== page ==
The White Corella. The noise is astonishing, they are one of the flocking birds and they come in large numbers. I took this a couple of weeks ago at a local park, you can’t see the birds very well, just a white speck or two and one near the end in the tree (swinging up-side-down), but the point of this video was to capture the sound.

Sadly the city council have successfully made a case to have their numbers reduced, they have been deemed a nuisance because of their noise, numbers, they dig up lawns, eat fruit and buds, and poop everywhere. I don’t mind them, but you know what people are like, they whine about the stain on the roof, the aerial interference, the untidy lawn, the loss of rose buds, the loss of apricots or other fruit. To the point that the people whining about the birds are more annoying than the birds.

Wherever I go I keep hearing, reduce the shark numbers, reduce the corellas, reduce the Ibis, the Egret, reduce nature. I never hear reduce humans, but that would be too shocking! I think Mr. Smith (The Matrix) was right when he suggested that humans are a virus. Yes, balance is important, but we have biased the balance in our favour. When developers are permitted to build housing estates near estuaries and lakes, then water birds will be in those places – does building your house mean you get permission to moan about the fact that there were pre-existing neighbours in your suburb? I don’t think it does.

If you buy a house near an existing airport, the government doesn’t just jump to and move the airport for you, it is likely to send you away with a reminder that you bought the house knowing the issue was there. Now that is not always true with nature. Sometimes the birds will develop new flight paths, or will seek out districts where food and water are plentiful. In Bunbury the Corellas have been around for a while, sadly they will be culled because some in the community call them a nuisance.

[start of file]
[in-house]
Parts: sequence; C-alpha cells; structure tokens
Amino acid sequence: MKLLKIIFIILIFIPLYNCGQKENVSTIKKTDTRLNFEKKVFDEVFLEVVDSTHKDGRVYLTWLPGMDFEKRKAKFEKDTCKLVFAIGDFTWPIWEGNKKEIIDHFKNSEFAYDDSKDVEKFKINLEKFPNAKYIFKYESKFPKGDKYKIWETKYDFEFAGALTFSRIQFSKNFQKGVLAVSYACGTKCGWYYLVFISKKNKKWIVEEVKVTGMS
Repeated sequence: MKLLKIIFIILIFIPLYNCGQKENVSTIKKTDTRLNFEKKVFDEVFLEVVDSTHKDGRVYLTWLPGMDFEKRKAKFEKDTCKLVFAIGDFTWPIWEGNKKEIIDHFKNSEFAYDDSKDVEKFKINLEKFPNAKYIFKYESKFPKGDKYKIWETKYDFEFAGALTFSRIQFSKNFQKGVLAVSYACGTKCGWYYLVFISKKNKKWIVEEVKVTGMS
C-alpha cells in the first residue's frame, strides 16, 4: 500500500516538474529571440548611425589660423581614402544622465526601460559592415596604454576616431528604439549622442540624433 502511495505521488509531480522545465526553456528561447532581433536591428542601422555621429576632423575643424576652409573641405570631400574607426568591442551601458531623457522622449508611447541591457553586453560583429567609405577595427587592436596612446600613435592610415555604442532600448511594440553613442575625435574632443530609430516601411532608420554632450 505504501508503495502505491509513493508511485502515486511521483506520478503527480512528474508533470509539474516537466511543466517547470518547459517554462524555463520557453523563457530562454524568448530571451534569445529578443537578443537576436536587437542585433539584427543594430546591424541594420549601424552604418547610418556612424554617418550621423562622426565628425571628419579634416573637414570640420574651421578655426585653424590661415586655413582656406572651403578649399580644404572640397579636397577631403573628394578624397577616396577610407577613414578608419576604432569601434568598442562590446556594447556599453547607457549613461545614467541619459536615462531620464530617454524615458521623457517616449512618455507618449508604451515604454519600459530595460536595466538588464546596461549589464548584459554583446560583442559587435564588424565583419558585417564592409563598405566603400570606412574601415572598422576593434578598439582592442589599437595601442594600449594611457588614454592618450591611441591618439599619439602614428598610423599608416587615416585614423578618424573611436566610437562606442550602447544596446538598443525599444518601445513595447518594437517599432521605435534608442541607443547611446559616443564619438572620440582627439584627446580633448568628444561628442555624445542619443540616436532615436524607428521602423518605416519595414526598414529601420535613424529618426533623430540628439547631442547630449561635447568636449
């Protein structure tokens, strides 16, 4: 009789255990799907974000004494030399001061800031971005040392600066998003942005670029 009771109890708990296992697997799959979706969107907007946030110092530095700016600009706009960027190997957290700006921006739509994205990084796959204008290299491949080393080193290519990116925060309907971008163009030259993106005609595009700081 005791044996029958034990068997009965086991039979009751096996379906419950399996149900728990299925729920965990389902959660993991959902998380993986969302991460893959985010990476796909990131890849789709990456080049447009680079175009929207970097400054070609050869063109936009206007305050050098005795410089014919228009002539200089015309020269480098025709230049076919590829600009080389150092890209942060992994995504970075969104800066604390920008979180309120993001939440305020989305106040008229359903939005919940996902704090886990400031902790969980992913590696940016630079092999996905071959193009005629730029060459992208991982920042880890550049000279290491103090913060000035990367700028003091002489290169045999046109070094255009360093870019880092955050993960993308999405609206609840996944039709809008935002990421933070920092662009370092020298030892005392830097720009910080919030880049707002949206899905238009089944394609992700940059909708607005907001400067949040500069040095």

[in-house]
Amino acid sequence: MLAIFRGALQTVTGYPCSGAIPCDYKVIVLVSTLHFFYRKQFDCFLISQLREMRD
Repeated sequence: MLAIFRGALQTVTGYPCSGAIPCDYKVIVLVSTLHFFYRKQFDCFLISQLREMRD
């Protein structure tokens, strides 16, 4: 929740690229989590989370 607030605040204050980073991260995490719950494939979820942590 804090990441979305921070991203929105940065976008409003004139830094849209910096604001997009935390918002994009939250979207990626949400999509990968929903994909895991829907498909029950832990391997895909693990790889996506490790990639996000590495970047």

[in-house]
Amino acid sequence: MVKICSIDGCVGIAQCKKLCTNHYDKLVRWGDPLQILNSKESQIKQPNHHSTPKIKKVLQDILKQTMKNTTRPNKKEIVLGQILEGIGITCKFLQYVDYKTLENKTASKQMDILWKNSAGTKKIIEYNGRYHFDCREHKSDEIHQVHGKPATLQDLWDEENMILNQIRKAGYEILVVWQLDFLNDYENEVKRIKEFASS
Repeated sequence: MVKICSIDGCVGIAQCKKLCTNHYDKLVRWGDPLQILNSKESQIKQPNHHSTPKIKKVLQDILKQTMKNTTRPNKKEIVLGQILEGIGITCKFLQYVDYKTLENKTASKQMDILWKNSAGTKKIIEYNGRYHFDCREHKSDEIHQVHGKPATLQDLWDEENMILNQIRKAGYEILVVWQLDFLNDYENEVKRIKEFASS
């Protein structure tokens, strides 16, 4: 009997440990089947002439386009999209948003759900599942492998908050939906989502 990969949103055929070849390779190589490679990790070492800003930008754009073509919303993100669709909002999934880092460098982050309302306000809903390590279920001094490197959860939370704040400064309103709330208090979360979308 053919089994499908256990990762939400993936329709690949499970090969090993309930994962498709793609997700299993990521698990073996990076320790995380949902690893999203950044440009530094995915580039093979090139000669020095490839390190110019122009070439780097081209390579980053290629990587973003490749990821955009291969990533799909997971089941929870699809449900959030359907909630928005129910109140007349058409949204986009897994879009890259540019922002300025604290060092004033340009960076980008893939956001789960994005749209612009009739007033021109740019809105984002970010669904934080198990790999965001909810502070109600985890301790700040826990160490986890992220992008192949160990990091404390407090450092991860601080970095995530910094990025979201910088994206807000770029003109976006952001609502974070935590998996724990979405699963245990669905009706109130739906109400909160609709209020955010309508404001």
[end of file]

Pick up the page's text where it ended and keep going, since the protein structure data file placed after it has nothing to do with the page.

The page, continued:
We need to continually bring an awareness to our world that nature is vital and we are a part of it, not separate. We co-exist, we are interdependent, it is a relationship, and we really need to value that relationship because it is critical to our own survival. We need new eyes to see that the problem is not the Corellas, but the fact that some people have a problem with Corellas.

Corellas swinging 
TV reception blurred
time to read a book

©Paul Cannon

Paul,

pvcann.com

24 Comments

Filed under community, environment, Haiku, life, mindfulness, nature

Compass

via Daily Prompt: Compass

S4300056.jpg

On this particular day we didn’t need a compass as backup, basically we just had to follow the disused railway line (which is a sore point, our state government lost its economic compass and abandoned rural narrow gauge lines in favour of trucking). Once a couple of years back, we lost our way, we had no compass and the map didn’t align with the intermittent trail indicators, we lost thirty minutes in very warm weather, which is critical here. We made it back to the trail and even made up time, but had we gone an hour it would have meant the possibility of abandoning the hike. After that we always double checked we’d packed a compass, and nowadays an emergency locator beacon. The rail line was perfect that day. The compass and map acts the same, it’s a rail or guide to stick by, and takes the guess work out of navigation.

In my experience leaders and governments, corporations and charismatic gurus have lost their compass. I hesitate to say moral compass, because that’s always a matter of experience, culture, age, and expectation. And moral compasses are caught up in that awful legalism of moralising – and a pox on that. No, those we look to have lost their way, and they’ve forgotten the compass that helps guide them to community needs, community dreams, and community wisdom. That compass is our voice, our voice in every form (ecologically speaking), pointing a way.

Paul,

pvcann.com

10 Comments

Filed under community, life, politics